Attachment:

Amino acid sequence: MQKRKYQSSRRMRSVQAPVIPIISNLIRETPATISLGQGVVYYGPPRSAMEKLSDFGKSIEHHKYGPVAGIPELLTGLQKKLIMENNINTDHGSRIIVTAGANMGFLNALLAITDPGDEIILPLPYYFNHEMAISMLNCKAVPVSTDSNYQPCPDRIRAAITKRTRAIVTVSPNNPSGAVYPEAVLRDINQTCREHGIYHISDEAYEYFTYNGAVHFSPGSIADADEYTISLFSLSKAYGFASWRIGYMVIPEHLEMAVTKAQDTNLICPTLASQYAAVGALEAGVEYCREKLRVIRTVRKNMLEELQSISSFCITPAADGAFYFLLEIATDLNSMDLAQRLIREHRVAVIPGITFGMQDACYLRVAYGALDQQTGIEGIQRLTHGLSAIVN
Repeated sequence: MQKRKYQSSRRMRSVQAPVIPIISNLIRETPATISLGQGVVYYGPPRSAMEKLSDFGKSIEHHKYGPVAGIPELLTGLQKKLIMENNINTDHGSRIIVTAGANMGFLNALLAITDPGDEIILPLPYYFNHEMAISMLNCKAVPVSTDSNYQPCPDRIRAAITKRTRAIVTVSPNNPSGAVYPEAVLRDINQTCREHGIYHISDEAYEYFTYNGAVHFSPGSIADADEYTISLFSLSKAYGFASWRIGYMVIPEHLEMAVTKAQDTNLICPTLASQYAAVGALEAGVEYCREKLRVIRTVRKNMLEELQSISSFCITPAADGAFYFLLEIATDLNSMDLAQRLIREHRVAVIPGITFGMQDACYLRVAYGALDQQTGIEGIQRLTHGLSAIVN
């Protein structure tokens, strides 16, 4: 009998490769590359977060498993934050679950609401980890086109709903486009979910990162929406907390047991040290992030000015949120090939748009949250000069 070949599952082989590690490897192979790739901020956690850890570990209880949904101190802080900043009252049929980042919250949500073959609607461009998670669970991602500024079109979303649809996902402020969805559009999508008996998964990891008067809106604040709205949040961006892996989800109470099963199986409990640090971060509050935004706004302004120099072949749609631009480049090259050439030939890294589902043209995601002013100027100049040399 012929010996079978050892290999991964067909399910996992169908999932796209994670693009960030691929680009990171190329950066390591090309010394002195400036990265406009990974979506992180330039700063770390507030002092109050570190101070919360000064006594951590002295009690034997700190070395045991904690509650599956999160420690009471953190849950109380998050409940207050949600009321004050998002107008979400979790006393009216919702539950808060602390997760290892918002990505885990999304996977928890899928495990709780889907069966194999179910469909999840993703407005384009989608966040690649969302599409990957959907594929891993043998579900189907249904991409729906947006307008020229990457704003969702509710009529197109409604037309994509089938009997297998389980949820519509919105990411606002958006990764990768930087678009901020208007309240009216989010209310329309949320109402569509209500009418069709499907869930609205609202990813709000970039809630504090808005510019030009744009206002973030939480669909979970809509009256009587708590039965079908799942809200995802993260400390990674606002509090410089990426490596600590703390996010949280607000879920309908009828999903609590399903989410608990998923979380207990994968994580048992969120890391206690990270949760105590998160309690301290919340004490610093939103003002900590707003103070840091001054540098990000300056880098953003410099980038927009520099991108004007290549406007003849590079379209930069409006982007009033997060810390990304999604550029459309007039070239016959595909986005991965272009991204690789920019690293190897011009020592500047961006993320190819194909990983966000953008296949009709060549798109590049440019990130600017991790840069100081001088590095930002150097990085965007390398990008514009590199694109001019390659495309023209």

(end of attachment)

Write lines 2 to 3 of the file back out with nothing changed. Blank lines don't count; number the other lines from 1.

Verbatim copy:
Repeated sequence: MQKRKYQSSRRMRSVQAPVIPIISNLIRETPATISLGQGVVYYGPPRSAMEKLSDFGKSIEHHKYGPVAGIPELLTGLQKKLIMENNINTDHGSRIIVTAGANMGFLNALLAITDPGDEIILPLPYYFNHEMAISMLNCKAVPVSTDSNYQPCPDRIRAAITKRTRAIVTVSPNNPSGAVYPEAVLRDINQTCREHGIYHISDEAYEYFTYNGAVHFSPGSIADADEYTISLFSLSKAYGFASWRIGYMVIPEHLEMAVTKAQDTNLICPTLASQYAAVGALEAGVEYCREKLRVIRTVRKNMLEELQSISSFCITPAADGAFYFLLEIATDLNSMDLAQRLIREHRVAVIPGITFGMQDACYLRVAYGALDQQTGIEGIQRLTHGLSAIVN
């Protein structure tokens, strides 16, 4: 009998490769590359977060498993934050679950609401980890086109709903486009979910990162929406907390047991040290992030000015949120090939748009949250000069 070949599952082989590690490897192979790739901020956690850890570990209880949904101190802080900043009252049929980042919250949500073959609607461009998670669970991602500024079109979303649809996902402020969805559009999508008996998964990891008067809106604040709205949040961006892996989800109470099963199986409990640090971060509050935004706004302004120099072949749609631009480049090259050439030939890294589902043209995601002013100027100049040399 012929010996079978050892290999991964067909399910996992169908999932796209994670693009960030691929680009990171190329950066390591090309010394002195400036990265406009990974979506992180330039700063770390507030002092109050570190101070919360000064006594951590002295009690034997700190070395045991904690509650599956999160420690009471953190849950109380998050409940207050949600009321004050998002107008979400979790006393009216919702539950808060602390997760290892918002990505885990999304996977928890899928495990709780889907069966194999179910469909999840993703407005384009989608966040690649969302599409990957959907594929891993043998579900189907249904991409729906947006307008020229990457704003969702509710009529197109409604037309994509089938009997297998389980949820519509919105990411606002958006990764990768930087678009901020208007309240009216989010209310329309949320109402569509209500009418069709499907869930609205609202990813709000970039809630504090808005510019030009744009206002973030939480669909979970809509009256009587708590039965079908799942809200995802993260400390990674606002509090410089990426490596600590703390996010949280607000879920309908009828999903609590399903989410608990998923979380207990994968994580048992969120890391206690990270949760105590998160309690301290919340004490610093939103003002900590707003103070840091001054540098990000300056880098953003410099980038927009520099991108004007290549406007003849590079379209930069409006982007009033997060810390990304999604550029459309007039070239016959595909986005991965272009991204690789920019690293190897011009020592500047961006993320190819194909990983966000953008296949009709060549798109590049440019990130600017991790840069100081001088590095930002150097990085965007390398990008514009590199694109001019390659495309023209």